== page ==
Announcement

Collapse
No announcement yet.

AMD Radeon Gallium3D Is Catching Up & Sometimes Beating Catalyst On Linux

Collapse
X
 
  • Filter
  • Time
  • Show
Clear All
new posts

  • AMD Radeon Gallium3D Is Catching Up & Sometimes Beating Catalyst On Linux

    Phoronix: AMD Radeon Gallium3D Is Catching Up & Sometimes Beating Catalyst On Linux

    Last week I shared some preview benchmarks from Steam on Linux showing Radeon Gallium3D starting to beat Catalyst. In this article are the full results from comparing the open and closed-source AMD Linux graphics cards with sixteen Radeon graphics cards while testing Team Fortress 2 and Counter-Strike: Global Offensive on Linux. The results yield a very close race!

    http://www.phoronix.com/vr.php?view=21148

  • #2
    Good to hear. Catalyst seems to be more or less dead and I don't think AMD will support older cards with its new driver model.

    Comment


    • #3
      Originally posted by eydee View Post
      Good to hear. Catalyst seems to be more or less dead and I don't think AMD will support older cards with its new driver model.
      Actually I think it will until AMDGPU can take over. The new GPUs might be released before the new driver is upstreamed.

      Comment


      • #4
        Originally posted by SolidSteel144 View Post
        Actually I think it will until AMDGPU can take over. The new GPUs might be released before the new driver is upstreamed.
        Yeah, sometimes they fix some rare bugs that affect 0.00001% of the users and put a new version number on it. Performance improvements? Not really... It is dead.
        The fact that they release new GPUs doesn't mean we have to buy them. My card works fine, I won't replace it until it breaks. (Then I'm not even sure I'll get another one from AMD, especially for linux.)

        Comment


        • #5
          Originally posted by eydee View Post
          Yeah, sometimes they fix some rare bugs that affect 0.00001% of the users and put a new version number on it. Performance improvements? Not really... It is dead.
          The fact that they release new GPUs doesn't mean we have to buy them. My card works fine, I won't replace it until it breaks. (Then I'm not even sure I'll get another one from AMD, especially for linux.)
          Considering that AMD is the only high performance GPU vendor which supports open source and Nvidia does everything in their power to lock customer and developers into their own ecosystem (proprietary solutions enforced often by paid deals with publishers, Gsync, Gameworks, PhysX, CUDA, no access to source code etc), my next card is going to be AMD aswell.

          Comment


          • #6
            AMD rule

            Too bad that you can count AMD laptops under 13" on the fingers of one hand...

            (Technically you can choose between 3 models, overpriced & shitty HP EliteBook, red & shitty HP Pavilion and low-end Lenovo...)

            Comment


            • #7
              Testing Raw Hardware Fill Rate, NOT Driver Efficiency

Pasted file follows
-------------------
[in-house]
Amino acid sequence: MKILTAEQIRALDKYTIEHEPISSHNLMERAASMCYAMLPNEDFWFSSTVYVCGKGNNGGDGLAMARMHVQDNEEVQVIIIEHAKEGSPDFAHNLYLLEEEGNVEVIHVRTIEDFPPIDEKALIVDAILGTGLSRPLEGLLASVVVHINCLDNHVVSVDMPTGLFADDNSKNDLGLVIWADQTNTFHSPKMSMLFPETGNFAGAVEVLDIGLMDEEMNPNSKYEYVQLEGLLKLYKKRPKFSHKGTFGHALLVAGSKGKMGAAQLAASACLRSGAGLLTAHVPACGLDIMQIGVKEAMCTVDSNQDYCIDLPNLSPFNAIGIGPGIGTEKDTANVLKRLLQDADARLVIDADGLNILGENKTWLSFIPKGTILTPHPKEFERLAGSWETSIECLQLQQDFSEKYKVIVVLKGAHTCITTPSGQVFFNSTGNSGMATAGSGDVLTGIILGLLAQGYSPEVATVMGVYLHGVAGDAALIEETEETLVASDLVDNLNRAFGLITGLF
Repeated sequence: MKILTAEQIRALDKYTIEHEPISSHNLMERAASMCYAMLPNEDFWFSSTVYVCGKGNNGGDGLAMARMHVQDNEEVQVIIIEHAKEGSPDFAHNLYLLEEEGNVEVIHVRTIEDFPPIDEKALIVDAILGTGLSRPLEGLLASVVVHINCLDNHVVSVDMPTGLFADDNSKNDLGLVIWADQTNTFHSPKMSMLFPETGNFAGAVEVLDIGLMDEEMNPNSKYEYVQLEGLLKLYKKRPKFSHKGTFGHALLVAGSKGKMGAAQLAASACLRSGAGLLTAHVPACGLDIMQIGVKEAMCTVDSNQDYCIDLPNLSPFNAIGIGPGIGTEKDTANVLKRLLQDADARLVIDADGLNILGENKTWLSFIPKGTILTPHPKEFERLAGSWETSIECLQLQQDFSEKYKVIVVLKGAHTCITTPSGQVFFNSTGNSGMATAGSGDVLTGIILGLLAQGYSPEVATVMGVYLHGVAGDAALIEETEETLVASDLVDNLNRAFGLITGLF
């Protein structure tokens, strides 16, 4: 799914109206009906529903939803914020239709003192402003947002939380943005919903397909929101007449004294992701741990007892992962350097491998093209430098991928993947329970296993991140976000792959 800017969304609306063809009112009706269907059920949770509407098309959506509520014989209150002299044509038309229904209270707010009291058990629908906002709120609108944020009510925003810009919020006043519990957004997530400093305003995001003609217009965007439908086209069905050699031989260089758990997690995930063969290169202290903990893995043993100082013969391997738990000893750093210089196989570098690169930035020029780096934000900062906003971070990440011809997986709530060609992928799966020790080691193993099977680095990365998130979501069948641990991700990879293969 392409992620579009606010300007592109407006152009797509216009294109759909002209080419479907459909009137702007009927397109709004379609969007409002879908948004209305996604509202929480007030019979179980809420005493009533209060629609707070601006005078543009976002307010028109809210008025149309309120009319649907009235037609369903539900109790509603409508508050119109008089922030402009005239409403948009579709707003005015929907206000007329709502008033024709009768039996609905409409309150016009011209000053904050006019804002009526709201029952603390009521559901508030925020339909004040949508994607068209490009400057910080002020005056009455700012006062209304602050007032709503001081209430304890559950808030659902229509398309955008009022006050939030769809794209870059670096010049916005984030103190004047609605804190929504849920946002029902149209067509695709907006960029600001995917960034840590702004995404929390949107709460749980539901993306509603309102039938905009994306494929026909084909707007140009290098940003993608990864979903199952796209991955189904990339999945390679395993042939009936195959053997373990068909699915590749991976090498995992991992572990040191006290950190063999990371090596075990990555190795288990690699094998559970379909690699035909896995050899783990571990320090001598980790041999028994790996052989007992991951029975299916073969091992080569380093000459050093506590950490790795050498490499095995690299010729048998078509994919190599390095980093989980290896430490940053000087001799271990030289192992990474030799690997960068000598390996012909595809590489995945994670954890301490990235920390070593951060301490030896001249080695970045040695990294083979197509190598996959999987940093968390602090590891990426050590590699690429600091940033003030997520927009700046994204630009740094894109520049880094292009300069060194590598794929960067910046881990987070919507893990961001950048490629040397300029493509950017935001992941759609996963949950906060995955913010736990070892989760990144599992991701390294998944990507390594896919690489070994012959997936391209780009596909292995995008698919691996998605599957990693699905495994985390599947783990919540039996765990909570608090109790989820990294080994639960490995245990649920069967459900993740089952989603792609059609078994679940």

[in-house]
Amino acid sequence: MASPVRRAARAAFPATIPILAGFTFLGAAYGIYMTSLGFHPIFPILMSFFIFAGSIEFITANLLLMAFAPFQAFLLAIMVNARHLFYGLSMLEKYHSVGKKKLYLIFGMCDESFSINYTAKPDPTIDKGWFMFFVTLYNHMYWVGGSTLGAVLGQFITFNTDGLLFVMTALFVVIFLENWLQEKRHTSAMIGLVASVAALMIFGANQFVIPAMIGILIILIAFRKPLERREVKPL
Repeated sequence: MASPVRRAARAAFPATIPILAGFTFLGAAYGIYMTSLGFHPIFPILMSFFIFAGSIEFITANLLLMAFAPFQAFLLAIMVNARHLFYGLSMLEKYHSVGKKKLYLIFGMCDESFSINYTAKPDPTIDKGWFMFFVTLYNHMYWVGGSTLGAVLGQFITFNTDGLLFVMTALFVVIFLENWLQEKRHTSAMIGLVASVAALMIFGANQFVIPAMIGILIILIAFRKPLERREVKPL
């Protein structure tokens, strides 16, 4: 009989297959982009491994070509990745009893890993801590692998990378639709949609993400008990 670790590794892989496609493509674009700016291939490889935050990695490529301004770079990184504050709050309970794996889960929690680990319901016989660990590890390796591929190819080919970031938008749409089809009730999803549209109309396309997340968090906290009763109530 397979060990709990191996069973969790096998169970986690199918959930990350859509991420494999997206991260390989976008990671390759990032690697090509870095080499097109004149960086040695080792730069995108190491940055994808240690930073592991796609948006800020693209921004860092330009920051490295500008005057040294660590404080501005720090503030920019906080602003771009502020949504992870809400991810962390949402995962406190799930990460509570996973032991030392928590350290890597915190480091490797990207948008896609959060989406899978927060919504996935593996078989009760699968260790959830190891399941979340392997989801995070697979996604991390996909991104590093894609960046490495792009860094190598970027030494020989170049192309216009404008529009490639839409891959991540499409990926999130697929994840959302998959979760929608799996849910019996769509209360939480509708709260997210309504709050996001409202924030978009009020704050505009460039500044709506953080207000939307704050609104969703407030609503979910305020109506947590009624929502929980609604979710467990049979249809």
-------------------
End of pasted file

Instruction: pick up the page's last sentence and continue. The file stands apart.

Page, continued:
If the goal is to show differences in drivers, you need to run at resolutions that aren't fill rate limed. When older cards are only getting 4FPS and $500 top of the line, can barely pull 100FPS, you're testing raw hardware fill rate, not comparing driver efficiency.

              Comment


              • #8
                Have to gently disagree here. The limiting factor tends to be shader throughput not fillrate, and it's only quite recently that the open source drivers have been able to push geometry info into the hardware fast enough to approach HW limits. That needs a fairly high degree of parallel operations in the driver stack, including multiple driver threads and having DMA transfers run in parallel with drawing operations.

                Running tests at lower resolutions will provide other useful info (approaching what we call "null HW" testing internally, where you're only measuring driver overhead) but the main question users have had for the last few years is "when can I do high res gaming on the open source drivers ??".
                Last edited by bridgman; 17 November 2014, 03:34 PM.

                Comment


                • #9
                  Originally posted by bridgman View Post
                  Have to gently disagree here. The limiting factor tends to be shader throughput not fillrate, and it's only quite recently that the open source drivers have been able to push geometry info into the hardware fast enough to approach HW limits. That needs a fairly high degree of parallel operations in the driver stack, including multiple driver threads and having DMA transfers run in parallel with drawing operations.

                  Running tests at lower resolutions will provide other useful info (approaching what we call "null HW" testing internally, where you're only measuring driver overhead) but the main question users have had for the last few years is "when can I do high res gaming on the open source drivers ??".
                  Thanks for everything. One question. Will the Open Source driver do any game specific optimizations? I'm not a driver guru but thought I heard that happens in the Windows world.

                  Comment


                  • #10
                    @Michael

                    Is it on the todo list to group the boxplots as well? They would be much more comparable if they were also grouped by card, and shown with different colors, like the scores are.

                    Also GPU usage would've been good

                    Comment

                    Working...
                    X